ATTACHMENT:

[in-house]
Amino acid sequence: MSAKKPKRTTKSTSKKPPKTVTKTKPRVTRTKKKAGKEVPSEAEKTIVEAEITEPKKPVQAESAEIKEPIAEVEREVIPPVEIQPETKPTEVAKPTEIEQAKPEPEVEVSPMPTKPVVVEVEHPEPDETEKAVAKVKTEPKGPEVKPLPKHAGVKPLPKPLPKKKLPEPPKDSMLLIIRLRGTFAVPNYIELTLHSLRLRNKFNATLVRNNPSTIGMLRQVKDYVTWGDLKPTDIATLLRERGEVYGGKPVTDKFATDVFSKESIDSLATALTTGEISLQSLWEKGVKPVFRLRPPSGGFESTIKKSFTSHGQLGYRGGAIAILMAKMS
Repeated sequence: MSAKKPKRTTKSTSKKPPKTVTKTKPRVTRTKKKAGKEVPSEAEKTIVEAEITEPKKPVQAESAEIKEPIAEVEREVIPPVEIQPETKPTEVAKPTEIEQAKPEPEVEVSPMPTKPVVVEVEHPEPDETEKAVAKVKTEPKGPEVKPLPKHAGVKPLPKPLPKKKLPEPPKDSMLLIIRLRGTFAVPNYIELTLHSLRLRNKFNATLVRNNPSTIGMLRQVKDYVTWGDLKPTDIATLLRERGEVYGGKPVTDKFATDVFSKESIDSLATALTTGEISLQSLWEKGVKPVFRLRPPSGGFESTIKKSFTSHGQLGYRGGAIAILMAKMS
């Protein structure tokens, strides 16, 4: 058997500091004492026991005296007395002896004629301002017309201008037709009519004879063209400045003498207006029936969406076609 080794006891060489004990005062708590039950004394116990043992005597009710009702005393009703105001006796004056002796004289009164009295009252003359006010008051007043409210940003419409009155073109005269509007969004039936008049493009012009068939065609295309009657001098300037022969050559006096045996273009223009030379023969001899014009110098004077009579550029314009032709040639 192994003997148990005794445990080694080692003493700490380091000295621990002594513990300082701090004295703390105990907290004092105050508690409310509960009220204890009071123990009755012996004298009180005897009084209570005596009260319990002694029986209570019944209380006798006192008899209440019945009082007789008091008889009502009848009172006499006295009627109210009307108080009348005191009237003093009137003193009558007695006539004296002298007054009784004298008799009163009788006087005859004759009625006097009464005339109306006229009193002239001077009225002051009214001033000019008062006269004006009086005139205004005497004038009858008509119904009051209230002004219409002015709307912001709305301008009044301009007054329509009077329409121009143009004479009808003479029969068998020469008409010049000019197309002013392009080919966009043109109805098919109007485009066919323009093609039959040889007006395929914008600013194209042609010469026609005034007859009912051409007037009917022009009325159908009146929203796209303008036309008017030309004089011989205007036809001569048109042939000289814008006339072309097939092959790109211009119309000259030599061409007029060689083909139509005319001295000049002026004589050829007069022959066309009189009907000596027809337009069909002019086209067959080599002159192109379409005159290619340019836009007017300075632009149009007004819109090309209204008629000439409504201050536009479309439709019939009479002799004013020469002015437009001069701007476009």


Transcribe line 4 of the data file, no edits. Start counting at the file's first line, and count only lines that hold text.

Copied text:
């Protein structure tokens, strides 16, 4: 058997500091004492026991005296007395002896004629301002017309201008037709009519004879063209400045003498207006029936969406076609 080794006891060489004990005062708590039950004394116990043992005597009710009702005393009703105001006796004056002796004289009164009295009252003359006010008051007043409210940003419409009155073109005269509007969004039936008049493009012009068939065609295309009657001098300037022969050559006096045996273009223009030379023969001899014009110098004077009579550029314009032709040639 192994003997148990005794445990080694080692003493700490380091000295621990002594513990300082701090004295703390105990907290004092105050508690409310509960009220204890009071123990009755012996004298009180005897009084209570005596009260319990002694029986209570019944209380006798006192008899209440019945009082007789008091008889009502009848009172006499006295009627109210009307108080009348005191009237003093009137003193009558007695006539004296002298007054009784004298008799009163009788006087005859004759009625006097009464005339109306006229009193002239001077009225002051009214001033000019008062006269004006009086005139205004005497004038009858008509119904009051209230002004219409002015709307912001709305301008009044301009007054329509009077329409121009143009004479009808003479029969068998020469008409010049000019197309002013392009080919966009043109109805098919109007485009066919323009093609039959040889007006395929914008600013194209042609010469026609005034007859009912051409007037009917022009009325159908009146929203796209303008036309008017030309004089011989205007036809001569048109042939000289814008006339072309097939092959790109211009119309000259030599061409007029060689083909139509005319001295000049002026004589050829007069022959066309009189009907000596027809337009069909002019086209067959080599002159192109379409005159290619340019836009007017300075632009149009007004819109090309209204008629000439409504201050536009479309439709019939009479002799004013020469002015437009001069701007476009």